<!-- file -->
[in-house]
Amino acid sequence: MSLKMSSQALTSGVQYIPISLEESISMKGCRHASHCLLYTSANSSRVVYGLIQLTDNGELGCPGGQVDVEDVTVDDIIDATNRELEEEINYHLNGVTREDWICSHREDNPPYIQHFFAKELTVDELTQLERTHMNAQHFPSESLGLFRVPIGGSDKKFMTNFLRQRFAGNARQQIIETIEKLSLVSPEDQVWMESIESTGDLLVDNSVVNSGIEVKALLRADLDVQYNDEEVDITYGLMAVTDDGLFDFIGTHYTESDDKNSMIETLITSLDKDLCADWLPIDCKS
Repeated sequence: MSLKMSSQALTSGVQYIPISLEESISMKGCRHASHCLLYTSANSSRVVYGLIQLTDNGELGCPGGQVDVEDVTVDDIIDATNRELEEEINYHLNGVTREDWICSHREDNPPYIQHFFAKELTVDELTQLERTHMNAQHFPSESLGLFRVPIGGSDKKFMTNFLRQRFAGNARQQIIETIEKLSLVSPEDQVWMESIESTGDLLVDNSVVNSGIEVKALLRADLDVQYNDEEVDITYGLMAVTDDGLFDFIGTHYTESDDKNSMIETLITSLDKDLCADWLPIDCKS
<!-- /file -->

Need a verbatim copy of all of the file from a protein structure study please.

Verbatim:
[in-house]
Amino acid sequence: MSLKMSSQALTSGVQYIPISLEESISMKGCRHASHCLLYTSANSSRVVYGLIQLTDNGELGCPGGQVDVEDVTVDDIIDATNRELEEEINYHLNGVTREDWICSHREDNPPYIQHFFAKELTVDELTQLERTHMNAQHFPSESLGLFRVPIGGSDKKFMTNFLRQRFAGNARQQIIETIEKLSLVSPEDQVWMESIESTGDLLVDNSVVNSGIEVKALLRADLDVQYNDEEVDITYGLMAVTDDGLFDFIGTHYTESDDKNSMIETLITSLDKDLCADWLPIDCKS
Repeated sequence: MSLKMSSQALTSGVQYIPISLEESISMKGCRHASHCLLYTSANSSRVVYGLIQLTDNGELGCPGGQVDVEDVTVDDIIDATNRELEEEINYHLNGVTREDWICSHREDNPPYIQHFFAKELTVDELTQLERTHMNAQHFPSESLGLFRVPIGGSDKKFMTNFLRQRFAGNARQQIIETIEKLSLVSPEDQVWMESIESTGDLLVDNSVVNSGIEVKALLRADLDVQYNDEEVDITYGLMAVTDDGLFDFIGTHYTESDDKNSMIETLITSLDKDLCADWLPIDCKS